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Worldwide container throughput sinks further

Drewry figures show no sign of upswing.
Global trade falls are particularly affecting ports in the Asia-Pacific region.
Global trade falls are particularly affecting ports in the Asia-Pacific region.

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Drewry Shipping Consultants’ latest report has stated that February’s preliminary port figures record a 19.6% decline over the same period in 2008. The results are worse than the agency’s January revised figures, which showed a drop of 16.5%.

Asia-Pacific trade, which accounts for half of the world’s container volumes, is at the heart of this loss, and Drewry states that “there are no real signs of any recovery yet.” Large slides at the ports of Hong Kong and Shanghai are evidence of the decline in Chinese exports to the US and Europe.

A major problem has been the growth in TEU capacity, which is 11.1% above the same period last year, despite the huge fall in capacity.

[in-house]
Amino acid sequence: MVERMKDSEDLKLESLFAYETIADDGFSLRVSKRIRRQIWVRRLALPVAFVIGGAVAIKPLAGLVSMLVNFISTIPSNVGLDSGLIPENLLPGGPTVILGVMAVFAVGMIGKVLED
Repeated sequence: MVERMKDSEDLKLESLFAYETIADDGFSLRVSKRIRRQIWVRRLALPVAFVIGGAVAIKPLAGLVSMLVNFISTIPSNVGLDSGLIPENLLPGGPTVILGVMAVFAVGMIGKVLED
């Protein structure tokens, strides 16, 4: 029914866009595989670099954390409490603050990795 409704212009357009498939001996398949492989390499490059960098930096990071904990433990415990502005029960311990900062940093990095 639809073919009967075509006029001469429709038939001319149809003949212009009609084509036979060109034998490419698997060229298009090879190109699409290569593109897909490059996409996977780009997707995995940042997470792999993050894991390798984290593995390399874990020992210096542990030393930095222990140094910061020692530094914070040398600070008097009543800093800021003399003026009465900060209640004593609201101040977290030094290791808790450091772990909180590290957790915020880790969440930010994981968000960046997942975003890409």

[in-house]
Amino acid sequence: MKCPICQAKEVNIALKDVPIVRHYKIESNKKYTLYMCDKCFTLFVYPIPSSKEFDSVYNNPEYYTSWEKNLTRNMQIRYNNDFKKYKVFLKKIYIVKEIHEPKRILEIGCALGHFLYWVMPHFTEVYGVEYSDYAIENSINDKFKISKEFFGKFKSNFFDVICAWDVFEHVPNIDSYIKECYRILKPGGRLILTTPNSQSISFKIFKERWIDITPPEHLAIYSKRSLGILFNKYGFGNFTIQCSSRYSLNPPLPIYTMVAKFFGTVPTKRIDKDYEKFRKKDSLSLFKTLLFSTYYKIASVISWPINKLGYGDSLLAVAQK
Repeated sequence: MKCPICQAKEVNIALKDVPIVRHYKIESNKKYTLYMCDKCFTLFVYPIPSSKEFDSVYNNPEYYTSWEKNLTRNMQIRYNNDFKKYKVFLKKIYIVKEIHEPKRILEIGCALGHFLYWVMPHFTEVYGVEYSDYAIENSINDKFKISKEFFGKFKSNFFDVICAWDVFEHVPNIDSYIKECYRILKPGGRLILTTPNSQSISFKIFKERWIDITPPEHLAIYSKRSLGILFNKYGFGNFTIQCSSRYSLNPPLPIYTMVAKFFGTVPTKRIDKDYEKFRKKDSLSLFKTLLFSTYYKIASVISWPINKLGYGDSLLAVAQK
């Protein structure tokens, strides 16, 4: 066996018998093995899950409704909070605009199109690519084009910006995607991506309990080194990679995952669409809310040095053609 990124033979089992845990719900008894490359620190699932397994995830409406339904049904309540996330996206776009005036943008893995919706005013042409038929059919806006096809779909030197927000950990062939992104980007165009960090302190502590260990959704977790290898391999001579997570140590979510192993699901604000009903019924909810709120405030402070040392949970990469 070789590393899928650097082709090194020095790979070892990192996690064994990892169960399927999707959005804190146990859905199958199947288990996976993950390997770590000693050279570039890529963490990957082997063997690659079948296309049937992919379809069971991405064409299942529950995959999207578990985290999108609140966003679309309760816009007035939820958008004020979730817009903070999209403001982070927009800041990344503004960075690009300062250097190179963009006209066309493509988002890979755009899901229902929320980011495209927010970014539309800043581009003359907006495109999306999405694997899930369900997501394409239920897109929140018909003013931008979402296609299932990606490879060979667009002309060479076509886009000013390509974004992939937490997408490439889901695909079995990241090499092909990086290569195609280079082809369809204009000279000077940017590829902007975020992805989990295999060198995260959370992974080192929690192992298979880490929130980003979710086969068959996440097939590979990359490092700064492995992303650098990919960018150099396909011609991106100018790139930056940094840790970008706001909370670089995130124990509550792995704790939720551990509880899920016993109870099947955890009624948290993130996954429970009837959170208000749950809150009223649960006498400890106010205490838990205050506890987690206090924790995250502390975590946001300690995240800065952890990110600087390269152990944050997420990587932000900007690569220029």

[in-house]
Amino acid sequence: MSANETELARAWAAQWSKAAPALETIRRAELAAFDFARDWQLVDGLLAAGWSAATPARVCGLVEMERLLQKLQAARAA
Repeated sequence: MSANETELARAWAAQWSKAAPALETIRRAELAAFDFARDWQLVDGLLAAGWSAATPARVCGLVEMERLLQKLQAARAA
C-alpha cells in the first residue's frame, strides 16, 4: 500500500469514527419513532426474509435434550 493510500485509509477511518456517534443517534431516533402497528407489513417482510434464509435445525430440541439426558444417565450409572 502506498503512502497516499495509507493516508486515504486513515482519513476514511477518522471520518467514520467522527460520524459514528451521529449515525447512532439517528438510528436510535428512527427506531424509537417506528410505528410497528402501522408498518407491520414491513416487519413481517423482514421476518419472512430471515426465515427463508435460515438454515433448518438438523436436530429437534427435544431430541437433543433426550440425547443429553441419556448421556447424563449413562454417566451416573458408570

“Carriers are doing their best to control global capacity, but their efforts are not enough to compensate for poor levels of demand and so freight rates remain low. The most recent data from Asian ports must worry carriers, as most of them reveal 2008 financial results indicating heavy slumps in profitability,” said the Drewry Shipping Consultants report.

“A great deal now rests on carrier ability to enforce significant April rate increases in the core Asia to Europe trade, which will also have important ramifications for any potential success in the 2009/10 contract re-negotiations on the transpacific route,” added the report. 
 

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